Government and Healthcare in Spain Spain, whose capital is Madrid, is a democratic country with centralized governments tradition supported by an autonomous structure. Currently, all the regions have independent powers. Autonomous communities operate through a system of ‘delegated powers’ such as health, education, police etc., whereas the central government retains authority for foreign policy and defence. Our country has 17 autonomous communities (comunidades autonómicas), and two autonomous cities, all of them governed by local elected politicians. Some of these regions already have delegated ‘health competencies’ which largely operate through programmes that complement national laws. To manage these programmes, each region has established a healthcare institution, such as the Catalan Health Institute (Institut Català de la Salut) , Andalusian Health Service (Servicio Andaluz de Salud) etc.
Oral Healthcare Almost all oral healthcare in Spain is provided by private practitioners and patients usually pay the full cost of dental care. There is a small Public Dental Service, which operates in Primary Healthcare Units managed by each regional healthcare institution. This only provides emergency care such as extractions or the prescription of antibiotics, although patients may be referred to an oral surgeon if necessary.
Education and Registration
Year of data 2015 Number of public schools 12 Number of private schools 9 Student intake 1650 Number of graduate 1500 % of female 67% Length of course 5 yrsTo enter dental school students have first to pass a state school-leaving examination.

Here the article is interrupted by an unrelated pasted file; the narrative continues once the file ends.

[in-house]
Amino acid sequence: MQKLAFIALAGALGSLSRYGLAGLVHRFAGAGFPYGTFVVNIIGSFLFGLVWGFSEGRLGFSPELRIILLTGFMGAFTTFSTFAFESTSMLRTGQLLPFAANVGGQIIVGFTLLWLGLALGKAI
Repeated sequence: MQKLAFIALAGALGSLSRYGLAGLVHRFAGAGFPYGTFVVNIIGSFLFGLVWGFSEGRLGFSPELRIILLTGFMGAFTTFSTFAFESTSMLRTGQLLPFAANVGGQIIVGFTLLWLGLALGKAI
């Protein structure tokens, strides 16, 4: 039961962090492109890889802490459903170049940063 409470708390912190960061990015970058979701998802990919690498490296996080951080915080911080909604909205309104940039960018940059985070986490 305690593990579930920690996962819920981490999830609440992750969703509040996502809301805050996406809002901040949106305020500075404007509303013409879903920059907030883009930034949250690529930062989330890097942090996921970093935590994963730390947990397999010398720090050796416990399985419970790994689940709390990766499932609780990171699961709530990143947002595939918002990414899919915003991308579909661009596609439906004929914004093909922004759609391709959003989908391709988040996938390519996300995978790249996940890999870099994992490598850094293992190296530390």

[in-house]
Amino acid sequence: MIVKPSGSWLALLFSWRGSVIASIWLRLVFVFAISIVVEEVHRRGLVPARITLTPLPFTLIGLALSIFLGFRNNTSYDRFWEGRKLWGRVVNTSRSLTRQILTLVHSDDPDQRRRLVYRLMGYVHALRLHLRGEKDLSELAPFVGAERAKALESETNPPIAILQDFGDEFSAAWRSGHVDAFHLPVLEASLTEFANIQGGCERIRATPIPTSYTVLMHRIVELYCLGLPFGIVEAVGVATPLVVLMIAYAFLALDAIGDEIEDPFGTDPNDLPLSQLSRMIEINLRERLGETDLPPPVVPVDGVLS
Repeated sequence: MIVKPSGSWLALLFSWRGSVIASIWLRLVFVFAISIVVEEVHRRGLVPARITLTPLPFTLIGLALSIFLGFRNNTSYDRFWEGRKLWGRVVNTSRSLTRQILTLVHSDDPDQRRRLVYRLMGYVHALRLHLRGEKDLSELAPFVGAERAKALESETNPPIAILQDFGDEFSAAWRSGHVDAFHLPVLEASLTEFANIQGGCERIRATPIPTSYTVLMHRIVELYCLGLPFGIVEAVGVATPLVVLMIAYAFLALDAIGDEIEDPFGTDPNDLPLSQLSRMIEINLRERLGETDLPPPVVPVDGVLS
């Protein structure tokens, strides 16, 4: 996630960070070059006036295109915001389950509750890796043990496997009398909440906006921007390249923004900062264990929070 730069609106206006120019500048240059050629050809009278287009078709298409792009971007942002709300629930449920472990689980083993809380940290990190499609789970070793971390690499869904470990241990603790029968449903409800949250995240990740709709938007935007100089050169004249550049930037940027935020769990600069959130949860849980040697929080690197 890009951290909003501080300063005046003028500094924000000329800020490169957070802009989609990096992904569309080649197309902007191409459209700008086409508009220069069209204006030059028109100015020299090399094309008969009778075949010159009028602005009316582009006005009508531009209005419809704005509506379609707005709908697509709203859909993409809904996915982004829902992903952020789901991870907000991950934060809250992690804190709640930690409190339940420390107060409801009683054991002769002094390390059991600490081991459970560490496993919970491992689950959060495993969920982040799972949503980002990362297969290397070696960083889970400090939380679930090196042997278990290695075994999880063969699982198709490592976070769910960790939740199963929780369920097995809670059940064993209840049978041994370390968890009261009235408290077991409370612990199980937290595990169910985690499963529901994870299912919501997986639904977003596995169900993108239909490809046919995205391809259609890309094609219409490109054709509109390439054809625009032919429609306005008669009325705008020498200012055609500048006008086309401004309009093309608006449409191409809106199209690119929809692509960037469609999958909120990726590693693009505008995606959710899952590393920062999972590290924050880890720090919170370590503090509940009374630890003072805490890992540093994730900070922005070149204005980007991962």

Dental schools are part of the universities, and not necessarily part of medical faculties.
Postgraduate and specialist trainingContinuing education. An extended system of evaluation of the continuing education systems is being developed, after encouragement by the government but it was not compulsory in 2016. The current system of continuing education is organised by the Spanish Dental Association (Consejo General de Dentistas) and Spanish Regional Dental Association (Colegios provinciales de Odontólogos y Estomatólogos). Some companies and particular initiatives offer programmes on continuing education, of different degrees of quality and control.Specialist Training. There is no specialist training in Spain.
DentistsUntil 1986, to be a dentist a qualification in medicine was first required – with dental training following, producing a “stomatologist”. Since then dentists could qualify with an EU recognised degree, and from 2001 no more stomatologists have been trained. In 2015 less than one third of the dentists practising in Spain are stomatologists.
Year of data 2015 Total registered 35426 In active practice 32686 Dentist to population ratio 1407 Percentage females 57%
Year of data 2015 Hygienists 14.600 Technicians 13.000 Assistants 39.000